Terms of Use – Knowing What You’re Going to Get

Sorry, Forrest, life may be like a box of chocolates, but you should always know what you’re going to get.  (Maybe Mr. Gump just didn’t notice the chocolate-identifying map in the box of chocolates he was eating.)  No matter what business you’re in, customers, partners and users want to know what they are going to get.  They may do the research, or they might just make assumptions.  Either way, Terms of Use are an important tool in protecting yourself. If you are engaged in either e-commerce or collecting user information, it’s vitally important that you have terms of use.  Your terms should (1) inform individuals on how data about them will be used; (2) describe purchase or return policies; and (3) set forth any limitations on how disputes will be resolved.

Make terms readable and accessible

Ideally, your terms will be read, understood and adhered to.  If there should be any hope of this, the terms must be in plain language and organized for maximum comprehension.  Use paragraph headings, write in the active voice and simplify language.

Repeat the important stuff

Are you asking for user data?  If so, provide a link to your terms stating how such information will be used.  Ask them to click a message box confirming that they accept them.  Are you setting up a shopping cart?  Provide a link to the section of your terms that discusses your policy on returns.  By using links to one centralized Terms of Service page, you can maximize your protection, while minimizing the work involved.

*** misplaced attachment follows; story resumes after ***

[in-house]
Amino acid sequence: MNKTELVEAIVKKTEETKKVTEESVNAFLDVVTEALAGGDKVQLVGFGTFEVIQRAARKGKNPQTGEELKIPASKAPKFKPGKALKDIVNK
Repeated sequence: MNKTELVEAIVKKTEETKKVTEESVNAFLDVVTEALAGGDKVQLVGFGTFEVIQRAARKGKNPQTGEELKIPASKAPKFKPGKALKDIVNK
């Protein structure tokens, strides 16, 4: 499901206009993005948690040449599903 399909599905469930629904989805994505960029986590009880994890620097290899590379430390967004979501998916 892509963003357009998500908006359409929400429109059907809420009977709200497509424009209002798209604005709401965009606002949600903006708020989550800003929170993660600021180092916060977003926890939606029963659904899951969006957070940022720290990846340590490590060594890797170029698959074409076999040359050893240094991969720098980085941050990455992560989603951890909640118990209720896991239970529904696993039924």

Repetition and consistency are key

Am I repeating myself?  I hope so, and you should too.  Terms of Use must inform, but also combat assumptions made by your users.  So repeat, repeat, repeat.  However, it’s equally important to be consistant.  If you need to call attention to a section of your terms, make certain your message stays the same – or better yet, use the exact language from your terms.  If you revise your terms frequently, linking to one source instead of providing a synopsis might be advisable.  However, for critical information, such as “no returns” or “no guaranteed uptime” you may need to make additional conspicuous declarations near customer click-points to avoid any confusion.

Speak to your audience

Maybe you can’t make your Terms of Service a best-selling novella, but you can make it less painful.  Know your audience and speak to them.  Carry your company’s voice throughout your website and documentation.  Feel free to keep in friendly, just stay away from sarcasm.

Let users opt-out

For things like mailing lists, it’s just good business sense to allow customers to opt out of emails that they already know they don’t want.  For click-to-agree requirements, adding a “disagree” option provides the opportunity make it clear that agreement is required before continuing and/or making purchase. Ideally, constructing Terms of Use is a cooperative project between you and your counsel.  Counsel is unlikely to understand all the intricacies of your business, and may overlook information your customers or users need.  On the other hand, business owners can benefit from legal counsel’s knowledge of frequent areas of conflict and  litigation pain-points.  Together you can make comprehensive and effective terms to protect your business.


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